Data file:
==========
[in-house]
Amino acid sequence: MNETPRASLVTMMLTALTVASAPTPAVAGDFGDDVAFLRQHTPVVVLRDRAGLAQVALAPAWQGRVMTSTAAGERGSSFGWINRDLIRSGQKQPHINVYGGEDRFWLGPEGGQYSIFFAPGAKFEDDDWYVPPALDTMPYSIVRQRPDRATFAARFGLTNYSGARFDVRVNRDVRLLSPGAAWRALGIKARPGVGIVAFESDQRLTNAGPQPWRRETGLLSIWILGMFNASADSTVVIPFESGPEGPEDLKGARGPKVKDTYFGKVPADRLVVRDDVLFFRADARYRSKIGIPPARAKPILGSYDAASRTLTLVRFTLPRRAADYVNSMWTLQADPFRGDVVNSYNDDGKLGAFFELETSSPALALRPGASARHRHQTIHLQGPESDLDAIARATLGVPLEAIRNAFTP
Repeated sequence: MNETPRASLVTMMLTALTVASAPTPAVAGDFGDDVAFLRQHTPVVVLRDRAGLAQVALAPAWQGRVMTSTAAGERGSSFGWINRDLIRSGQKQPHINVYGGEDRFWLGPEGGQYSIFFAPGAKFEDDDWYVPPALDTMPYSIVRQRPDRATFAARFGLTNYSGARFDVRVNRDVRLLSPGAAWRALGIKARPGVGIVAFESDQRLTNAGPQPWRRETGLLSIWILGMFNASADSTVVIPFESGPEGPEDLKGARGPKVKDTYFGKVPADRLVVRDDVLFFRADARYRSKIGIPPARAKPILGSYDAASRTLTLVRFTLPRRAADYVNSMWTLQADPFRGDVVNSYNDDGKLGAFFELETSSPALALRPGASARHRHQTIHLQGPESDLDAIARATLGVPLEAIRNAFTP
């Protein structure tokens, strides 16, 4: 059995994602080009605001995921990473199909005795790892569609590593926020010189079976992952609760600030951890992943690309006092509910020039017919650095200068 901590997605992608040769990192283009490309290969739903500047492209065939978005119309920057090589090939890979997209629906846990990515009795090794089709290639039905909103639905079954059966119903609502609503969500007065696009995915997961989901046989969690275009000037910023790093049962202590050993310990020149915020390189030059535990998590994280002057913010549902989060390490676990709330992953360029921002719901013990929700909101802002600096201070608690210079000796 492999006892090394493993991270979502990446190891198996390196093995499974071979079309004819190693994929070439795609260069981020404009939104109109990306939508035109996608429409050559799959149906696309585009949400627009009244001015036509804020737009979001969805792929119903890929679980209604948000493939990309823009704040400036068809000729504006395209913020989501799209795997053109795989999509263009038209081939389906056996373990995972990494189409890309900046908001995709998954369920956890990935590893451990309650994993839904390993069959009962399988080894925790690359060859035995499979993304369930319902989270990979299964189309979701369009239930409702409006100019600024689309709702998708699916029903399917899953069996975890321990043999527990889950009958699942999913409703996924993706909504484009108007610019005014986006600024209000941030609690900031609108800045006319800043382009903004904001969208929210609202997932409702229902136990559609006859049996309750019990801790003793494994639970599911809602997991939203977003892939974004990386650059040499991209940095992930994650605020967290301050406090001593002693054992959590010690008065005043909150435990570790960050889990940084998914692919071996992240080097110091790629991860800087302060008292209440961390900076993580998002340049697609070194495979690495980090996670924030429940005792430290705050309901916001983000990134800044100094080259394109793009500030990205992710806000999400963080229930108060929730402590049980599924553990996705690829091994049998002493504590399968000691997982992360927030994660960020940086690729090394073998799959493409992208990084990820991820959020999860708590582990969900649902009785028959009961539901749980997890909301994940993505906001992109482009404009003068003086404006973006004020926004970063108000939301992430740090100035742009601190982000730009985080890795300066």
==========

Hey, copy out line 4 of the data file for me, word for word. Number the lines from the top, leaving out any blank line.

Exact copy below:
């Protein structure tokens, strides 16, 4: 059995994602080009605001995921990473199909005795790892569609590593926020010189079976992952609760600030951890992943690309006092509910020039017919650095200068 901590997605992608040769990192283009490309290969739903500047492209065939978005119309920057090589090939890979997209629906846990990515009795090794089709290639039905909103639905079954059966119903609502609503969500007065696009995915997961989901046989969690275009000037910023790093049962202590050993310990020149915020390189030059535990998590994280002057913010549902989060390490676990709330992953360029921002719901013990929700909101802002600096201070608690210079000796 492999006892090394493993991270979502990446190891198996390196093995499974071979079309004819190693994929070439795609260069981020404009939104109109990306939508035109996608429409050559799959149906696309585009949400627009009244001015036509804020737009979001969805792929119903890929679980209604948000493939990309823009704040400036068809000729504006395209913020989501799209795997053109795989999509263009038209081939389906056996373990995972990494189409890309900046908001995709998954369920956890990935590893451990309650994993839904390993069959009962399988080894925790690359060859035995499979993304369930319902989270990979299964189309979701369009239930409702409006100019600024689309709702998708699916029903399917899953069996975890321990043999527990889950009958699942999913409703996924993706909504484009108007610019005014986006600024209000941030609690900031609108800045006319800043382009903004904001969208929210609202997932409702229902136990559609006859049996309750019990801790003793494994639970599911809602997991939203977003892939974004990386650059040499991209940095992930994650605020967290301050406090001593002693054992959590010690008065005043909150435990570790960050889990940084998914692919071996992240080097110091790629991860800087302060008292209440961390900076993580998002340049697609070194495979690495980090996670924030429940005792430290705050309901916001983000990134800044100094080259394109793009500030990205992710806000999400963080229930108060929730402590049980599924553990996705690829091994049998002493504590399968000691997982992360927030994660960020940086690729090394073998799959493409992208990084990820991820959020999860708590582990969900649902009785028959009961539901749980997890909301994940993505906001992109482009404009003068003086404006973006004020926004970063108000939301992430740090100035742009601190982000730009985080890795300066």